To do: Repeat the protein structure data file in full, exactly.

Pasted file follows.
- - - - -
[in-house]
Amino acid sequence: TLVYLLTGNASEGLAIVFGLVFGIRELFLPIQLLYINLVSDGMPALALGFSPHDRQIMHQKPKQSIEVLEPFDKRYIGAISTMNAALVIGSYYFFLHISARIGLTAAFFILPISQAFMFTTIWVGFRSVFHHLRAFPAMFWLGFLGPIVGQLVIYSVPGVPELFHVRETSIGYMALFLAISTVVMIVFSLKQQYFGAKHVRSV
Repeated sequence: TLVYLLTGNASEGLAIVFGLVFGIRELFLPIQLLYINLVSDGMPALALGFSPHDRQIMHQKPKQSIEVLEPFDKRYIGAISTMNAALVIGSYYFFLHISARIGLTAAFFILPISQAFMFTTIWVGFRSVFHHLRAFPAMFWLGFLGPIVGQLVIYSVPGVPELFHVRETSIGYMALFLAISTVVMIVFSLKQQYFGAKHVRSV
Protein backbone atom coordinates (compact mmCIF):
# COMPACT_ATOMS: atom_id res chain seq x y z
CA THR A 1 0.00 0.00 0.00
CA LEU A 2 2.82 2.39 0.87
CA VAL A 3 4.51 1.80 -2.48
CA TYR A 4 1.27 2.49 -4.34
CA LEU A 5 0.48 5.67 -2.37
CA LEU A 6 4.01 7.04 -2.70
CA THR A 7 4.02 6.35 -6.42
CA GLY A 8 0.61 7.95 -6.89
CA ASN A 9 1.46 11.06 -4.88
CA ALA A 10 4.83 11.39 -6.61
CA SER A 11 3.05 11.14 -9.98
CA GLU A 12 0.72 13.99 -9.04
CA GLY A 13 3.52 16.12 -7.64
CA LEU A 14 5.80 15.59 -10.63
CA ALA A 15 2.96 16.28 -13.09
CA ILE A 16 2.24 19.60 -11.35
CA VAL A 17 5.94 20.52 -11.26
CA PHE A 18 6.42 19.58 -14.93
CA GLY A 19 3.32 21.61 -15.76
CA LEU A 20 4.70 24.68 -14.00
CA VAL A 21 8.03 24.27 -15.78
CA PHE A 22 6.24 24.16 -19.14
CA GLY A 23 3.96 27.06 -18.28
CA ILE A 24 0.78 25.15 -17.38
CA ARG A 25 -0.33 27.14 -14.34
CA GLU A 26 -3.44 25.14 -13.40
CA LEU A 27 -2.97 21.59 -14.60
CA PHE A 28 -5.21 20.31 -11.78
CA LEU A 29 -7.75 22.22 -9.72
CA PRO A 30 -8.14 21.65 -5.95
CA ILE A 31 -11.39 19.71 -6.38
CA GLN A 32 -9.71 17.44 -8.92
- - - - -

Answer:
[in-house]
Amino acid sequence: TLVYLLTGNASEGLAIVFGLVFGIRELFLPIQLLYINLVSDGMPALALGFSPHDRQIMHQKPKQSIEVLEPFDKRYIGAISTMNAALVIGSYYFFLHISARIGLTAAFFILPISQAFMFTTIWVGFRSVFHHLRAFPAMFWLGFLGPIVGQLVIYSVPGVPELFHVRETSIGYMALFLAISTVVMIVFSLKQQYFGAKHVRSV
Repeated sequence: TLVYLLTGNASEGLAIVFGLVFGIRELFLPIQLLYINLVSDGMPALALGFSPHDRQIMHQKPKQSIEVLEPFDKRYIGAISTMNAALVIGSYYFFLHISARIGLTAAFFILPISQAFMFTTIWVGFRSVFHHLRAFPAMFWLGFLGPIVGQLVIYSVPGVPELFHVRETSIGYMALFLAISTVVMIVFSLKQQYFGAKHVRSV
Protein backbone atom coordinates (compact mmCIF):
# COMPACT_ATOMS: atom_id res chain seq x y z
CA THR A 1 0.00 0.00 0.00
CA LEU A 2 2.82 2.39 0.87
CA VAL A 3 4.51 1.80 -2.48
CA TYR A 4 1.27 2.49 -4.34
CA LEU A 5 0.48 5.67 -2.37
CA LEU A 6 4.01 7.04 -2.70
CA THR A 7 4.02 6.35 -6.42
CA GLY A 8 0.61 7.95 -6.89
CA ASN A 9 1.46 11.06 -4.88
CA ALA A 10 4.83 11.39 -6.61
CA SER A 11 3.05 11.14 -9.98
CA GLU A 12 0.72 13.99 -9.04
CA GLY A 13 3.52 16.12 -7.64
CA LEU A 14 5.80 15.59 -10.63
CA ALA A 15 2.96 16.28 -13.09
CA ILE A 16 2.24 19.60 -11.35
CA VAL A 17 5.94 20.52 -11.26
CA PHE A 18 6.42 19.58 -14.93
CA GLY A 19 3.32 21.61 -15.76
CA LEU A 20 4.70 24.68 -14.00
CA VAL A 21 8.03 24.27 -15.78
CA PHE A 22 6.24 24.16 -19.14
CA GLY A 23 3.96 27.06 -18.28
CA ILE A 24 0.78 25.15 -17.38
CA ARG A 25 -0.33 27.14 -14.34
CA GLU A 26 -3.44 25.14 -13.40
CA LEU A 27 -2.97 21.59 -14.60
CA PHE A 28 -5.21 20.31 -11.78
CA LEU A 29 -7.75 22.22 -9.72
CA PRO A 30 -8.14 21.65 -5.95
CA ILE A 31 -11.39 19.71 -6.38
CA GLN A 32 -9.71 17.44 -8.92